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2.1 Early Human Evolution and Migration

For about the last thirty thousand years, modern humans, or Homo sapiens, have been the only human species walking the Earth. But not only did several different human species once share the planet; they also evolved from much older and very different ancestors who began forging the path of global migration that modern humans later followed. Many tens of thousands of years or more later, Homo sapiens began creating sophisticated stone hand-axes from rock cores and mastered the use of fire for cooking, staying warm, guarding against predators, and creating places for social interaction. They used their keen ability to produce a variety of sounds to construct languages that allowed them to communicate complex ideas and pass important information to later generations. They created art that still speaks to us today. With all these tools, modern humans were able to migrate around the globe and create a diversity of cultures, traditions, and lifestyles.

2.2 People in the Paleolithic Age

Beginning perhaps as early as 100,000 years ago, modern humans began leaving Africa and migrating far and wide. That this movement occurred during the start of the most recent glaciation period suggests that climatic changes may have been a motivating factor. Over time, these migrating humans found themselves in a great variety of environments that required them to develop appropriate tools and strategies. In very frigid parts of the world, for example, they fashioned tools like sewing needles to create sophisticated clothing for keeping out the cold.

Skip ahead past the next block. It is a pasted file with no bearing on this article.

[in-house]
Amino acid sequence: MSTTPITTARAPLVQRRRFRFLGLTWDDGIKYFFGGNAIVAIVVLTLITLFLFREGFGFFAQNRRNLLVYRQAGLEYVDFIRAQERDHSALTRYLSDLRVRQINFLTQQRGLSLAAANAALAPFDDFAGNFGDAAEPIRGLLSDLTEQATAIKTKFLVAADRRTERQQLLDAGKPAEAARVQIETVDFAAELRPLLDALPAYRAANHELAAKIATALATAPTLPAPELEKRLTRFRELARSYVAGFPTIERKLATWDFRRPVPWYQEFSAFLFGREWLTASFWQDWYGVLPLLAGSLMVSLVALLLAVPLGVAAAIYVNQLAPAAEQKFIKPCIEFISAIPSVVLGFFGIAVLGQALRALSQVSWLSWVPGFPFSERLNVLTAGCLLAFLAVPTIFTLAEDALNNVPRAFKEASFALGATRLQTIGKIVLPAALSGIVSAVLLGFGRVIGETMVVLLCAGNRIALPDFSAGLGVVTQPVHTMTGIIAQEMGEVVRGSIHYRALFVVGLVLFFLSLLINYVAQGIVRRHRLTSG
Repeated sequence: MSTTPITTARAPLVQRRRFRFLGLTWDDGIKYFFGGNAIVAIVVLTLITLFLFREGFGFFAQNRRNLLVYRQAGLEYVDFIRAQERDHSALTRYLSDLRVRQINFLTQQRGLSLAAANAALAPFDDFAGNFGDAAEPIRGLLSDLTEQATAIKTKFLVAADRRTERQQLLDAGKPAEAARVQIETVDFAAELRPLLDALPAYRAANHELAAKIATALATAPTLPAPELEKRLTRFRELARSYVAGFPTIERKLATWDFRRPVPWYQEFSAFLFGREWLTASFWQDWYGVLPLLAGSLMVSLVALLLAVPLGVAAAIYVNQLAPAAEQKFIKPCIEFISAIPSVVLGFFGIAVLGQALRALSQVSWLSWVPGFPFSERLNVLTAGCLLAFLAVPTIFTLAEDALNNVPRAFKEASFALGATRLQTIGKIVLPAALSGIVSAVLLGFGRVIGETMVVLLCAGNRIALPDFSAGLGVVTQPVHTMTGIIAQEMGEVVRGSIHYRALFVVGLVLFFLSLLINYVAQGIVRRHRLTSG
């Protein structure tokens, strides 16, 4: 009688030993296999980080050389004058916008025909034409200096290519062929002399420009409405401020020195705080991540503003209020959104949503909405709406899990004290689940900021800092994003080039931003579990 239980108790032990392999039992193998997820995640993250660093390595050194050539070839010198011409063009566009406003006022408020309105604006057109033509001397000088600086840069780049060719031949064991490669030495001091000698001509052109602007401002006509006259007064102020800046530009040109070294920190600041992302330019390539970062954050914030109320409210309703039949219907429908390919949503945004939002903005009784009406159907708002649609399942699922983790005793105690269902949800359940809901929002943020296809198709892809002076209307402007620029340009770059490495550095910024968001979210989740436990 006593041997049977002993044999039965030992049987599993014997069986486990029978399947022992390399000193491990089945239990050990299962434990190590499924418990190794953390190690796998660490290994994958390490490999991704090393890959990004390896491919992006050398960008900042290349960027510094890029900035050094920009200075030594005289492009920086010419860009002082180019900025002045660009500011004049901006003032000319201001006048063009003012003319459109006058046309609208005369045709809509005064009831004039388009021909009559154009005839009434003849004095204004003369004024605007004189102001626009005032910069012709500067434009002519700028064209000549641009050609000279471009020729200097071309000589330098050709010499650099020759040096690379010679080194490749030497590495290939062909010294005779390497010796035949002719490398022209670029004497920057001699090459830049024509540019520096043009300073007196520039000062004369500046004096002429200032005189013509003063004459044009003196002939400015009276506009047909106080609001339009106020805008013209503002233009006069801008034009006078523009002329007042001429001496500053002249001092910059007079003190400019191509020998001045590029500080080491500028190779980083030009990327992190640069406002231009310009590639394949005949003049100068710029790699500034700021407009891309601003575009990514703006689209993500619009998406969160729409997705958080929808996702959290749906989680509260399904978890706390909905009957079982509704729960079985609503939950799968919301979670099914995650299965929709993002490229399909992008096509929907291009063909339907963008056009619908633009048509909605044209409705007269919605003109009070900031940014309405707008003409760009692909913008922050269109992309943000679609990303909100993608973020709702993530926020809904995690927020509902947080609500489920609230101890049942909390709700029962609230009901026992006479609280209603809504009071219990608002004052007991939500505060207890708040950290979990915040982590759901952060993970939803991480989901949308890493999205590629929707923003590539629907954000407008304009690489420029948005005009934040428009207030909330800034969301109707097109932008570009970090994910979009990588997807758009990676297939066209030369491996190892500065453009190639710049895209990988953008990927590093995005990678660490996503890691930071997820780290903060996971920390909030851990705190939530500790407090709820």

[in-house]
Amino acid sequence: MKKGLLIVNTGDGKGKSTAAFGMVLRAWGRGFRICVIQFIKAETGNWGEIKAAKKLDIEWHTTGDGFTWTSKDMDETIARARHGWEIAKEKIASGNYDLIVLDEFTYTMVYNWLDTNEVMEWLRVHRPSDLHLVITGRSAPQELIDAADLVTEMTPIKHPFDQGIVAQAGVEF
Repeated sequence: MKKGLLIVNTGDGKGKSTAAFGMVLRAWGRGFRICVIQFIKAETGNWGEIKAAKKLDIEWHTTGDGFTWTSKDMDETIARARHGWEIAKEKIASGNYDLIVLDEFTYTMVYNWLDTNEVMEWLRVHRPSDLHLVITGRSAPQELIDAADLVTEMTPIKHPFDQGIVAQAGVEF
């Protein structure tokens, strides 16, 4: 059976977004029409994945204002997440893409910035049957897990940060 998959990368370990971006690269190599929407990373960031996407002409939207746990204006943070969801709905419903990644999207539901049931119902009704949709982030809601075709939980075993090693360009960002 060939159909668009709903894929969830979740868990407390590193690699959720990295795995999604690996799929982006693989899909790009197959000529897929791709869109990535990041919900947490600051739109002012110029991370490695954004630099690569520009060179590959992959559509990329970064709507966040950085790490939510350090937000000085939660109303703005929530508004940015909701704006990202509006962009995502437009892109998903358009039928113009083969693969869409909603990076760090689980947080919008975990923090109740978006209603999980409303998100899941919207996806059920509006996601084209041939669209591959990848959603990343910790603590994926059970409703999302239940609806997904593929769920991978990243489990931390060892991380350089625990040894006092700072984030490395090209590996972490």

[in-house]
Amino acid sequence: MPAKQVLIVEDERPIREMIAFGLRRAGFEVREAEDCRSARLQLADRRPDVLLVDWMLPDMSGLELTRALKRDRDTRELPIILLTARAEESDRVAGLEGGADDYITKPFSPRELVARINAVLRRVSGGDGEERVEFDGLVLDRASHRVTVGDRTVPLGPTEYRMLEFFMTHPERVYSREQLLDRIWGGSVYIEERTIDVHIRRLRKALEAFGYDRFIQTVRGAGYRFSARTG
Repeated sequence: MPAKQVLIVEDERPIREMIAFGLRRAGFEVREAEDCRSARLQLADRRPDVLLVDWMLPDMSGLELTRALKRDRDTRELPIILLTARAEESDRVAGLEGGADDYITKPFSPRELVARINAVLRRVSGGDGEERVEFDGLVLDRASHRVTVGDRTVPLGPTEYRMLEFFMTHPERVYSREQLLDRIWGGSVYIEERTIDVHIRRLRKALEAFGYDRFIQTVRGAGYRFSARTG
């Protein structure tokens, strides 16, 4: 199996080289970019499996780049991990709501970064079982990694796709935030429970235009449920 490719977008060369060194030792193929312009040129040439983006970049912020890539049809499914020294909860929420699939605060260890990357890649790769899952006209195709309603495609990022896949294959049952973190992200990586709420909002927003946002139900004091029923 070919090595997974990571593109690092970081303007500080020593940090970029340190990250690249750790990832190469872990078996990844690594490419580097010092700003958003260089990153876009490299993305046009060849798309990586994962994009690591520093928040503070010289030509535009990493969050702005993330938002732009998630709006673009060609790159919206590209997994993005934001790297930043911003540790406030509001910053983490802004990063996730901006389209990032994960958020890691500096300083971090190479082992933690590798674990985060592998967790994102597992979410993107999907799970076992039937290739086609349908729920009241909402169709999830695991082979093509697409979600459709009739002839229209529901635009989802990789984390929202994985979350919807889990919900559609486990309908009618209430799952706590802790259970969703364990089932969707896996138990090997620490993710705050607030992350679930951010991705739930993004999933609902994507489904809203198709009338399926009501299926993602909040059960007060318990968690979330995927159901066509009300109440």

For many tens of thousands of years, these groups lived a hunter-gatherer lifestyle, relying on edible plants as well as meat that could be either scavenged or hunted. Their diets varied from place to place but often included foods like wild grains, berries, honey, small and large mammals, fish, and shellfish. What we know or guess about these populations comes from both archaeological work and observations of the few modern hunter-gatherer societies that remain.

2.3 The Neolithic Revolution

The changes that came with the Neolithic Revolution beginning about twelve thousand years ago dramatically transformed human life. The adoption of agriculture and the domestication of animals allowed for larger populations, surpluses of food, and labor specialization, even as they reduced leisure time and restructured formerly egalitarian societies into hierarchical tiers. From the remains of Neolithic settlements we can get a sense of life at this important moment in our species’ history. The remains of Çatalhöyük feature rooms decorated with art and a settlement designed for protection. The art and architecture from there and from other places like Göbekli Tepe demonstrate both skill and high degrees of cooperation. They also show modern humans in a transitional period between the hunter-gatherer world and the fully agricultural one. Over time, hunter-gatherer lifestyles were abandoned in most places as agricultural settlements grew.

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